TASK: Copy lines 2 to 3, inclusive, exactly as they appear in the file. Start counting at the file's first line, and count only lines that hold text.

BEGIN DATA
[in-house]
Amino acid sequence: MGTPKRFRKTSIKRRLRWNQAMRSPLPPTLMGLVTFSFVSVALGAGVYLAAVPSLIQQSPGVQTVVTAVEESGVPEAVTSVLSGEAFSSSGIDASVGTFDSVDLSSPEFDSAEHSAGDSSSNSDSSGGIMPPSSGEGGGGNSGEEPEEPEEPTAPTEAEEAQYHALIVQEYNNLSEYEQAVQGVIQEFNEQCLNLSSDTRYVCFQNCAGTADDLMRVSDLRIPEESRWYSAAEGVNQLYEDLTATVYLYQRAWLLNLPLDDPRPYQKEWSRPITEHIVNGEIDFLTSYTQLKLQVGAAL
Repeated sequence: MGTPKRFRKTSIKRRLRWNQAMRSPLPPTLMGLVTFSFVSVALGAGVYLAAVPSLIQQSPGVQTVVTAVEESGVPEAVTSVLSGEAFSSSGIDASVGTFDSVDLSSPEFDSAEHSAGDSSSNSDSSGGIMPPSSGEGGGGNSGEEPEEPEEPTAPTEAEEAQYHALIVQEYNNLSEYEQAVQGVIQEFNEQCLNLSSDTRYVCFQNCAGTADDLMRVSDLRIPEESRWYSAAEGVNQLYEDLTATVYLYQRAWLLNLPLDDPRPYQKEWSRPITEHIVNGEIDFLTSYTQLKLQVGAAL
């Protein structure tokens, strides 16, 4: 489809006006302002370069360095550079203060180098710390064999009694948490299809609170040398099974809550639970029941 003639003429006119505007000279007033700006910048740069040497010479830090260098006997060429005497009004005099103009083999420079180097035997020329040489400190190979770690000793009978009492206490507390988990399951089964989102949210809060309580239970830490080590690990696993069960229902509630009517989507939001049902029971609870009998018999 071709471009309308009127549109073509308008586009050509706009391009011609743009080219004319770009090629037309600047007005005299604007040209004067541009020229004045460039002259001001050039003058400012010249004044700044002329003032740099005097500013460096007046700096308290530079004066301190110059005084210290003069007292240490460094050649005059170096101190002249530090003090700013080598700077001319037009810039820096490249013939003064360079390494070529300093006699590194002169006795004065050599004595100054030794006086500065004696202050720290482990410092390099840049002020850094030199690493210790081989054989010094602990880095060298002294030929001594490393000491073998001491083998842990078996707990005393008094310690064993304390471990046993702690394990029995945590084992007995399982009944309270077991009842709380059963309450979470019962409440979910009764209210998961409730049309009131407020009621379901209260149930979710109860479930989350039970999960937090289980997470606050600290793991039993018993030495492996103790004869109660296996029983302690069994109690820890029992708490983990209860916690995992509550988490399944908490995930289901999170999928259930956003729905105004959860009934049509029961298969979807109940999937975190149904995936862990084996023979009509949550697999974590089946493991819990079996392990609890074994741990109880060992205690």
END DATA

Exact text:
Amino acid sequence: MGTPKRFRKTSIKRRLRWNQAMRSPLPPTLMGLVTFSFVSVALGAGVYLAAVPSLIQQSPGVQTVVTAVEESGVPEAVTSVLSGEAFSSSGIDASVGTFDSVDLSSPEFDSAEHSAGDSSSNSDSSGGIMPPSSGEGGGGNSGEEPEEPEEPTAPTEAEEAQYHALIVQEYNNLSEYEQAVQGVIQEFNEQCLNLSSDTRYVCFQNCAGTADDLMRVSDLRIPEESRWYSAAEGVNQLYEDLTATVYLYQRAWLLNLPLDDPRPYQKEWSRPITEHIVNGEIDFLTSYTQLKLQVGAAL
Repeated sequence: MGTPKRFRKTSIKRRLRWNQAMRSPLPPTLMGLVTFSFVSVALGAGVYLAAVPSLIQQSPGVQTVVTAVEESGVPEAVTSVLSGEAFSSSGIDASVGTFDSVDLSSPEFDSAEHSAGDSSSNSDSSGGIMPPSSGEGGGGNSGEEPEEPEEPTAPTEAEEAQYHALIVQEYNNLSEYEQAVQGVIQEFNEQCLNLSSDTRYVCFQNCAGTADDLMRVSDLRIPEESRWYSAAEGVNQLYEDLTATVYLYQRAWLLNLPLDDPRPYQKEWSRPITEHIVNGEIDFLTSYTQLKLQVGAAL